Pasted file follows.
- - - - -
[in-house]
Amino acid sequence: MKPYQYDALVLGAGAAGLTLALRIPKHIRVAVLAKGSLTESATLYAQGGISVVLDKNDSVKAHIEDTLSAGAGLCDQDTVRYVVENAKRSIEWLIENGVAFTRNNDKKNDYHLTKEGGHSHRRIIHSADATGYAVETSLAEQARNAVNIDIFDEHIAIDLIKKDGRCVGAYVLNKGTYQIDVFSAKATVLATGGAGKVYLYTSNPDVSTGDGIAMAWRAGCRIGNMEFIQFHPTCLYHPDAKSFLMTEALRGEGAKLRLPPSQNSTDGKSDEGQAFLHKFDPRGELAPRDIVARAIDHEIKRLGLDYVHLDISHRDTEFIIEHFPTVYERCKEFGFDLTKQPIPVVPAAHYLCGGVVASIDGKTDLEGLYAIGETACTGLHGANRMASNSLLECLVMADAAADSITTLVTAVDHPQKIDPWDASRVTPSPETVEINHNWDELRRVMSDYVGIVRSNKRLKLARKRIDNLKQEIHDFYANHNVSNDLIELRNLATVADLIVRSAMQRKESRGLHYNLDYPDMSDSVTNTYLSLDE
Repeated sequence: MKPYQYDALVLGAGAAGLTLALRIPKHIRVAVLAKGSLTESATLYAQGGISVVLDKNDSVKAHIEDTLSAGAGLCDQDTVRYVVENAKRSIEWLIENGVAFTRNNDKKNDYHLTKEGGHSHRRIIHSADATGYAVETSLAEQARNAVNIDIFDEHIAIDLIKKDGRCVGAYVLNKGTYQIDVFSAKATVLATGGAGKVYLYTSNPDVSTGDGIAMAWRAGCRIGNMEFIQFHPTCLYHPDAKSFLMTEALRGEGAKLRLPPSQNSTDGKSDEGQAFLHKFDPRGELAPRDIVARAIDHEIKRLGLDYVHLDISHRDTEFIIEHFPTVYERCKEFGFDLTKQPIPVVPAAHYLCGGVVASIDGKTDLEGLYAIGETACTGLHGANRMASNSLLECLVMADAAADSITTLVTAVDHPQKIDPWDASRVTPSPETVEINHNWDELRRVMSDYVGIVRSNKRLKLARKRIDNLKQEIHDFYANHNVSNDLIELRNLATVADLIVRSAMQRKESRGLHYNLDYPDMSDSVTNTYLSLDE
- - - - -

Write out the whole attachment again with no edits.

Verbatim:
[in-house]
Amino acid sequence: MKPYQYDALVLGAGAAGLTLALRIPKHIRVAVLAKGSLTESATLYAQGGISVVLDKNDSVKAHIEDTLSAGAGLCDQDTVRYVVENAKRSIEWLIENGVAFTRNNDKKNDYHLTKEGGHSHRRIIHSADATGYAVETSLAEQARNAVNIDIFDEHIAIDLIKKDGRCVGAYVLNKGTYQIDVFSAKATVLATGGAGKVYLYTSNPDVSTGDGIAMAWRAGCRIGNMEFIQFHPTCLYHPDAKSFLMTEALRGEGAKLRLPPSQNSTDGKSDEGQAFLHKFDPRGELAPRDIVARAIDHEIKRLGLDYVHLDISHRDTEFIIEHFPTVYERCKEFGFDLTKQPIPVVPAAHYLCGGVVASIDGKTDLEGLYAIGETACTGLHGANRMASNSLLECLVMADAAADSITTLVTAVDHPQKIDPWDASRVTPSPETVEINHNWDELRRVMSDYVGIVRSNKRLKLARKRIDNLKQEIHDFYANHNVSNDLIELRNLATVADLIVRSAMQRKESRGLHYNLDYPDMSDSVTNTYLSLDE
Repeated sequence: MKPYQYDALVLGAGAAGLTLALRIPKHIRVAVLAKGSLTESATLYAQGGISVVLDKNDSVKAHIEDTLSAGAGLCDQDTVRYVVENAKRSIEWLIENGVAFTRNNDKKNDYHLTKEGGHSHRRIIHSADATGYAVETSLAEQARNAVNIDIFDEHIAIDLIKKDGRCVGAYVLNKGTYQIDVFSAKATVLATGGAGKVYLYTSNPDVSTGDGIAMAWRAGCRIGNMEFIQFHPTCLYHPDAKSFLMTEALRGEGAKLRLPPSQNSTDGKSDEGQAFLHKFDPRGELAPRDIVARAIDHEIKRLGLDYVHLDISHRDTEFIIEHFPTVYERCKEFGFDLTKQPIPVVPAAHYLCGGVVASIDGKTDLEGLYAIGETACTGLHGANRMASNSLLECLVMADAAADSITTLVTAVDHPQKIDPWDASRVTPSPETVEINHNWDELRRVMSDYVGIVRSNKRLKLARKRIDNLKQEIHDFYANHNVSNDLIELRNLATVADLIVRSAMQRKESRGLHYNLDYPDMSDSVTNTYLSLDE